24 Weeks of Valganciclovir Prophylaxis in Children After Renal Transplantation: A 4-Year Experience

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Cytomegalovirus (CMV) is the most common opportunistic infection after solid-organ transplant. Valganciclovir prophylaxis significantly reduces disease, but limited data are available on its use in children. Recently, an increase in delayed-onset CMV disease has been noted with some arguing that longer prophylaxis may decrease late-onset disease.


Single-center, retrospective analysis of pediatric renal transplant patients receiving 24 weeks valganciclovir prophylaxis (15 mg/kg/day, maximum 900 mg/day) from January 2004 to December 2008, aiming to measure the incidence of CMV disease and toxicity of valganciclovir.


We enrolled 111 patients, 60% males, 46% African Americans, and median age at transplant 14.5 years (range 1.4–20.4 years). Sixty-nine percent of donors and 44% of recipients were seropositive pretransplant. Median duration of valganciclovir use was 5.9 months (range 0.5–24 months). CMV viremia and disease occurred in 27% and 4.5%, respectively. All patients with disease presented after prophylaxis ended and all were D+/R−. Thymoglobulin use (P=0.04) and positive donor CMV status (P=0.02) were associated with a higher risk of CMV viremia. Twenty-four percent had hematologic toxicity directly associated with valganciclovir.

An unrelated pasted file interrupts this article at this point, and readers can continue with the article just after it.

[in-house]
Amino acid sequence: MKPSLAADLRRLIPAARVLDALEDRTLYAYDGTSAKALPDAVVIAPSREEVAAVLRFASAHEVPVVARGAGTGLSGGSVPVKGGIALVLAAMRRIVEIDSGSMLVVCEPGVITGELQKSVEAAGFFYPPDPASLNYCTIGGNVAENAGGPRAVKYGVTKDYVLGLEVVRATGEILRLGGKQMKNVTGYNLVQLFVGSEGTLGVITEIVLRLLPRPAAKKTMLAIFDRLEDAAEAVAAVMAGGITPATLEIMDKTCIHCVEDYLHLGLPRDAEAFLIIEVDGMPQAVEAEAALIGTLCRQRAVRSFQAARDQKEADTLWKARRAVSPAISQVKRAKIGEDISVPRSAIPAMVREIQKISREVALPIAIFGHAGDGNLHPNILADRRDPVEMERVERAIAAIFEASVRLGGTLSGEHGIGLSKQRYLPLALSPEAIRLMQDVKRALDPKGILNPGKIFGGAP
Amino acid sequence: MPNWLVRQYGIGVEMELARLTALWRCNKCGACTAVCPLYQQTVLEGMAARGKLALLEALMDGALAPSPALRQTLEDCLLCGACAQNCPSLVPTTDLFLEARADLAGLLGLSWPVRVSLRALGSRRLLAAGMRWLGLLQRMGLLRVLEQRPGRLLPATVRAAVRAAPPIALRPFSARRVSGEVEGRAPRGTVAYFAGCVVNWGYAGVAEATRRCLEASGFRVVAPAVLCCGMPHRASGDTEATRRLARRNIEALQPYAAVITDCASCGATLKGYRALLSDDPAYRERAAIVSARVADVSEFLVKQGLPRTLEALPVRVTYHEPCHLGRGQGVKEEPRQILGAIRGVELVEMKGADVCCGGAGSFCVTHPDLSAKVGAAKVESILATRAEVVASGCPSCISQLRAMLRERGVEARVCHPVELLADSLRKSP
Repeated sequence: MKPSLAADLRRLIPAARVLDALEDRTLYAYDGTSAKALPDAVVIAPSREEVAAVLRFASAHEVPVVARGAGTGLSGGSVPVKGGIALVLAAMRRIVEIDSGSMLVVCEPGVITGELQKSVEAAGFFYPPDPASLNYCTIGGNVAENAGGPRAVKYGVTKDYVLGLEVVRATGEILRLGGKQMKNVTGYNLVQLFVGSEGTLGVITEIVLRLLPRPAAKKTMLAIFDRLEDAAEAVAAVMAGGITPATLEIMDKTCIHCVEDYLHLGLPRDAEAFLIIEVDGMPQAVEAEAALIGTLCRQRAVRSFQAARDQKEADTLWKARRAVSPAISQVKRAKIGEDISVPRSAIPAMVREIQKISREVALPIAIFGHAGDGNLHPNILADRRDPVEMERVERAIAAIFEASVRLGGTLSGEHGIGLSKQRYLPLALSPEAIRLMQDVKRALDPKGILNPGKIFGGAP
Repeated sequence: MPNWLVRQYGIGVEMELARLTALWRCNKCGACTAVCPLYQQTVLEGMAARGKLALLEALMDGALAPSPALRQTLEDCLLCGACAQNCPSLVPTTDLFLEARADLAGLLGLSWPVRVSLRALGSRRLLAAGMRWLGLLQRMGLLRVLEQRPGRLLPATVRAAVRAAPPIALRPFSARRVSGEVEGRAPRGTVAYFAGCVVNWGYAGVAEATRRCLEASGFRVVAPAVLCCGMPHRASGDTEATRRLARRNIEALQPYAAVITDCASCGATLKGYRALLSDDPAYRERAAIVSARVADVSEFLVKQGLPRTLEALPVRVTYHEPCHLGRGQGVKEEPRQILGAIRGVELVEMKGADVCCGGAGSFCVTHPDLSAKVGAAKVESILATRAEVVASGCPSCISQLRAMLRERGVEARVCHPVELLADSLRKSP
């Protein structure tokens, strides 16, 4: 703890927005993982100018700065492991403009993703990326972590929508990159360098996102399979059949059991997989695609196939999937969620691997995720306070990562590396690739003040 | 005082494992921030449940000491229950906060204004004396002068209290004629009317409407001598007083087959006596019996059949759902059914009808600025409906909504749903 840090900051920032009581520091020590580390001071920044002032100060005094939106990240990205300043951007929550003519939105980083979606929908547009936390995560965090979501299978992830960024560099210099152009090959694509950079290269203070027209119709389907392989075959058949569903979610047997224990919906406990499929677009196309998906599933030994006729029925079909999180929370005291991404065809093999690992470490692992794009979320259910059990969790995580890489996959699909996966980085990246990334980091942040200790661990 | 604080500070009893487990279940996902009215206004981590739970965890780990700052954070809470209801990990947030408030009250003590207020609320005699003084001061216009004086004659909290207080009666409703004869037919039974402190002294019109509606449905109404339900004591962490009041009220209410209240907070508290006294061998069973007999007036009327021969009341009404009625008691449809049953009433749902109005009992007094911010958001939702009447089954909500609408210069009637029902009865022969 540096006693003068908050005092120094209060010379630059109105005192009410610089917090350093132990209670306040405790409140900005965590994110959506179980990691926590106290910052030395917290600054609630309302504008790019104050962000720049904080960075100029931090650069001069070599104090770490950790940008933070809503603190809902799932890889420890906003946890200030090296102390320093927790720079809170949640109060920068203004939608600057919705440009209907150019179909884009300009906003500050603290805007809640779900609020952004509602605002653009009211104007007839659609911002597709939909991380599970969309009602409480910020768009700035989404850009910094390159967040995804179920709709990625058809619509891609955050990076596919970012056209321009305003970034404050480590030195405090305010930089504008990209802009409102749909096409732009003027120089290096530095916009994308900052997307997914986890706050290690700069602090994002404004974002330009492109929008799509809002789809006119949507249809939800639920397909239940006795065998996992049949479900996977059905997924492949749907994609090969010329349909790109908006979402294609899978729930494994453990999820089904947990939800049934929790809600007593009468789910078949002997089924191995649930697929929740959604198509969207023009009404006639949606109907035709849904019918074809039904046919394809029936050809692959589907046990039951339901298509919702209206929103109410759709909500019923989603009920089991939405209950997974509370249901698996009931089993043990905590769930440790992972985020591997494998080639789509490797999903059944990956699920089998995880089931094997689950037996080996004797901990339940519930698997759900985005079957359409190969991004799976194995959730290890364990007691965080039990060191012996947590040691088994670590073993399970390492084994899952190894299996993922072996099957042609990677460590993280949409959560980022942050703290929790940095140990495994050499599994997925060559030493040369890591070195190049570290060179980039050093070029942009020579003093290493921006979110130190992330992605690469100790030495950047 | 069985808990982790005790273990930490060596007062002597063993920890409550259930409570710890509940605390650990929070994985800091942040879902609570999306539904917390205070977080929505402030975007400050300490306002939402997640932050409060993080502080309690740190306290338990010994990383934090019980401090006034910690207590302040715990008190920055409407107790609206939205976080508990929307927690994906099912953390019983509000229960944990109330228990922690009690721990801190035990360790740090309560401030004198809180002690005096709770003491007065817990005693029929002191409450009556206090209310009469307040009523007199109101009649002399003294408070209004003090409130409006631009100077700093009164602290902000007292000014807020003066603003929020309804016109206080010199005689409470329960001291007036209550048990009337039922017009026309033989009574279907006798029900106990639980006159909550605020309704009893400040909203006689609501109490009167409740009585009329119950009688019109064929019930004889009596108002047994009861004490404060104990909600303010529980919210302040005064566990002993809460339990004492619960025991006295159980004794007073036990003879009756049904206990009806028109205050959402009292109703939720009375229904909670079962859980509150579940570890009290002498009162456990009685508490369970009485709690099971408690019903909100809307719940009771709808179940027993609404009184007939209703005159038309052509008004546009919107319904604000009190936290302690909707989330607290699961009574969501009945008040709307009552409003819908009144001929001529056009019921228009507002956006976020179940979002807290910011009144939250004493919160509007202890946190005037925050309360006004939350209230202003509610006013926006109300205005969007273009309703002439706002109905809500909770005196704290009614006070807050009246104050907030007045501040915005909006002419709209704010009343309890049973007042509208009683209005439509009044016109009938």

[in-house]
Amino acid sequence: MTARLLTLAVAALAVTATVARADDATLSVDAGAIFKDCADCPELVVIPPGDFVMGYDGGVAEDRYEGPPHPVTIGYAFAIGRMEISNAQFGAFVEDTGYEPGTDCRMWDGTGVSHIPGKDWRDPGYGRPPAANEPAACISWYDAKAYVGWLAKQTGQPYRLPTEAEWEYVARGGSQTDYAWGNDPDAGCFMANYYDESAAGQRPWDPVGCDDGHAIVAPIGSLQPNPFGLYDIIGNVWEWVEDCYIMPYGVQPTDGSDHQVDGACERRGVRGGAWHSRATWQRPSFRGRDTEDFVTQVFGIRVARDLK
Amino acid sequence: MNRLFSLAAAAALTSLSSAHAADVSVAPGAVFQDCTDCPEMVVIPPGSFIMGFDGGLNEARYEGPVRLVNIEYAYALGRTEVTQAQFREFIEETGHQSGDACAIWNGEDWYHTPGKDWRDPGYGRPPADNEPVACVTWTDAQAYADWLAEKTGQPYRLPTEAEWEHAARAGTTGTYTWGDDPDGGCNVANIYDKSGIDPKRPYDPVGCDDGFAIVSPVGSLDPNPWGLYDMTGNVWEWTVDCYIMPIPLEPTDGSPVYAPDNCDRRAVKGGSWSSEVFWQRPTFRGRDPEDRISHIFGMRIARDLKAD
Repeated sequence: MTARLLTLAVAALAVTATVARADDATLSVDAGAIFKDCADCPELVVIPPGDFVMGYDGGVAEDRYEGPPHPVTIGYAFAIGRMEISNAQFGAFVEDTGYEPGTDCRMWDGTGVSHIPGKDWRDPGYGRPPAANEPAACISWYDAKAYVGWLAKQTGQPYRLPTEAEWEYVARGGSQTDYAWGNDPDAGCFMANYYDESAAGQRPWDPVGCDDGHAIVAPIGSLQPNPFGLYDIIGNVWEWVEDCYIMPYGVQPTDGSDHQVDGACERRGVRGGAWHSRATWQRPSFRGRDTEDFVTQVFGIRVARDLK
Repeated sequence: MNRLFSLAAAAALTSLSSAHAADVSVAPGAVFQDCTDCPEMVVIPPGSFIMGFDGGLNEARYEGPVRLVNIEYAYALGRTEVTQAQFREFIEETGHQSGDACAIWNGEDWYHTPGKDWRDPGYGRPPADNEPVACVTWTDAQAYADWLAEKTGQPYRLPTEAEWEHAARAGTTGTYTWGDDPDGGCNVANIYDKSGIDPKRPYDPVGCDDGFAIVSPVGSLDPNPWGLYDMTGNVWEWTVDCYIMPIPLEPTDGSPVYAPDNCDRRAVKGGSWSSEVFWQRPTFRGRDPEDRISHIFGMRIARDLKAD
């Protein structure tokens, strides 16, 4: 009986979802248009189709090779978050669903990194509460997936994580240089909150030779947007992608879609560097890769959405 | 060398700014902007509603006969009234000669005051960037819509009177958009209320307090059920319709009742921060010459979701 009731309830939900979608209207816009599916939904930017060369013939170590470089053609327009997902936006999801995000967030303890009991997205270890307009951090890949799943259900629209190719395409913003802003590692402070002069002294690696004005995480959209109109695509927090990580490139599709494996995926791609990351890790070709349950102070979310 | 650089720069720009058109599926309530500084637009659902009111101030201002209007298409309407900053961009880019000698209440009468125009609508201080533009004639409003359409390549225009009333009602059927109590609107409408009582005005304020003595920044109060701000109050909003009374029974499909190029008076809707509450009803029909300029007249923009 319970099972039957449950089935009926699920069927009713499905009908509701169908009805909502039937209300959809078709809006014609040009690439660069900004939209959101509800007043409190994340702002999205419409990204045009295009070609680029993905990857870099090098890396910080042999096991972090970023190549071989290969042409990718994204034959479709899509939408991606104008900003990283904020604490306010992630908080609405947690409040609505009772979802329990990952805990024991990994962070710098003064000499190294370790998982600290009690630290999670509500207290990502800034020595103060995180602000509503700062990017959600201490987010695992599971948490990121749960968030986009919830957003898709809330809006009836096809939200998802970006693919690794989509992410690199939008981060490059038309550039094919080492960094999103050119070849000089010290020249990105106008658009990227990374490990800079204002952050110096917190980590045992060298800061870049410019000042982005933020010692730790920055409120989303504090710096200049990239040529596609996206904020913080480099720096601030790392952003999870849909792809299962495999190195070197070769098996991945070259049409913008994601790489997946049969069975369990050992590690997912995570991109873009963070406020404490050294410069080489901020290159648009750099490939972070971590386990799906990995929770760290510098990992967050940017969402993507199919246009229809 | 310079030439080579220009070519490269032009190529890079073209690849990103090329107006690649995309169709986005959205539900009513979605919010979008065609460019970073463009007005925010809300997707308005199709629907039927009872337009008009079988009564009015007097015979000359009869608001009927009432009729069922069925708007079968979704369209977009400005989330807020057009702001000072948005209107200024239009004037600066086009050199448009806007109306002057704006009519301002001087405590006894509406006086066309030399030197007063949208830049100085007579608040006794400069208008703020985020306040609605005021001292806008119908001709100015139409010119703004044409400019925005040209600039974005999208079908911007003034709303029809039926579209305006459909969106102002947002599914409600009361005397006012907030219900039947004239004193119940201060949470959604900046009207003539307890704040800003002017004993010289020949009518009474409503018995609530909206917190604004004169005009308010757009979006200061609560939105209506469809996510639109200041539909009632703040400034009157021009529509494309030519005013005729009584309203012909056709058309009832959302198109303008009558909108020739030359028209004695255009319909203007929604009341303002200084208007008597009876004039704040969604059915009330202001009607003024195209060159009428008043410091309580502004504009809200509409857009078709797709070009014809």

Valganciclovir use in children was effective as prophylaxis against CMV disease; no children at our institution developed disease while on therapy. Our regimen of 24 weeks of prophylaxis was associated with a lower rate of late-onset disease than previous reports with 12-week regimens. Further controlled studies should be considered to compare longer versus shorter periods of prophylaxis and dose reductions and their impact on prevention of late-onset disease, resistance, cost, and toxicity.

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